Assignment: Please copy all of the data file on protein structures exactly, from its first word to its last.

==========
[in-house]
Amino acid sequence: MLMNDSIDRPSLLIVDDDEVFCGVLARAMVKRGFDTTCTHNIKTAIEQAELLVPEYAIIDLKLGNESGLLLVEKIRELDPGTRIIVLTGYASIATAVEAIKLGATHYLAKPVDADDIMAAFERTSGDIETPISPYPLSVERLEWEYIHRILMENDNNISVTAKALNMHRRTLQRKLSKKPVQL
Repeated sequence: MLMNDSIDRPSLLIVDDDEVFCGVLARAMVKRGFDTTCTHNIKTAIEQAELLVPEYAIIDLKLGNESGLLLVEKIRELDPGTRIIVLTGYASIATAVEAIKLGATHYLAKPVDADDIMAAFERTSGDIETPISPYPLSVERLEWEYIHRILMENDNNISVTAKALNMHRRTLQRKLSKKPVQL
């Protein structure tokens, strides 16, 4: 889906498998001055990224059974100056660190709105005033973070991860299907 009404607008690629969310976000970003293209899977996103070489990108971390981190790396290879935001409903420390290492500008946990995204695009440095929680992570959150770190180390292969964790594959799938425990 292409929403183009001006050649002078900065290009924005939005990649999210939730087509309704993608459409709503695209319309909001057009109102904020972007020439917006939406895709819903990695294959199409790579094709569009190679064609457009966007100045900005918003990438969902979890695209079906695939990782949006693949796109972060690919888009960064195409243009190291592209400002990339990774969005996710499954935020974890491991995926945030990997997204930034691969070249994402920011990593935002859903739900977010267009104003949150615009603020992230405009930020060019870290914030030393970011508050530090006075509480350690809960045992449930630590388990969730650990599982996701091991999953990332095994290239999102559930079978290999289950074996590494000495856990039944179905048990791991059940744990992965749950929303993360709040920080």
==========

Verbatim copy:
[in-house]
Amino acid sequence: MLMNDSIDRPSLLIVDDDEVFCGVLARAMVKRGFDTTCTHNIKTAIEQAELLVPEYAIIDLKLGNESGLLLVEKIRELDPGTRIIVLTGYASIATAVEAIKLGATHYLAKPVDADDIMAAFERTSGDIETPISPYPLSVERLEWEYIHRILMENDNNISVTAKALNMHRRTLQRKLSKKPVQL
Repeated sequence: MLMNDSIDRPSLLIVDDDEVFCGVLARAMVKRGFDTTCTHNIKTAIEQAELLVPEYAIIDLKLGNESGLLLVEKIRELDPGTRIIVLTGYASIATAVEAIKLGATHYLAKPVDADDIMAAFERTSGDIETPISPYPLSVERLEWEYIHRILMENDNNISVTAKALNMHRRTLQRKLSKKPVQL
């Protein structure tokens, strides 16, 4: 889906498998001055990224059974100056660190709105005033973070991860299907 009404607008690629969310976000970003293209899977996103070489990108971390981190790396290879935001409903420390290492500008946990995204695009440095929680992570959150770190180390292969964790594959799938425990 292409929403183009001006050649002078900065290009924005939005990649999210939730087509309704993608459409709503695209319309909001057009109102904020972007020439917006939406895709819903990695294959199409790579094709569009190679064609457009966007100045900005918003990438969902979890695209079906695939990782949006693949796109972060690919888009960064195409243009190291592209400002990339990774969005996710499954935020974890491991995926945030990997997204930034691969070249994402920011990593935002859903739900977010267009104003949150615009603020992230405009930020060019870290914030030393970011508050530090006075509480350690809960045992449930630590388990969730650990599982996701091991999953990332095994290239999102559930079978290999289950074996590494000495856990039944179905048990791991059940744990992965749950929303993360709040920080």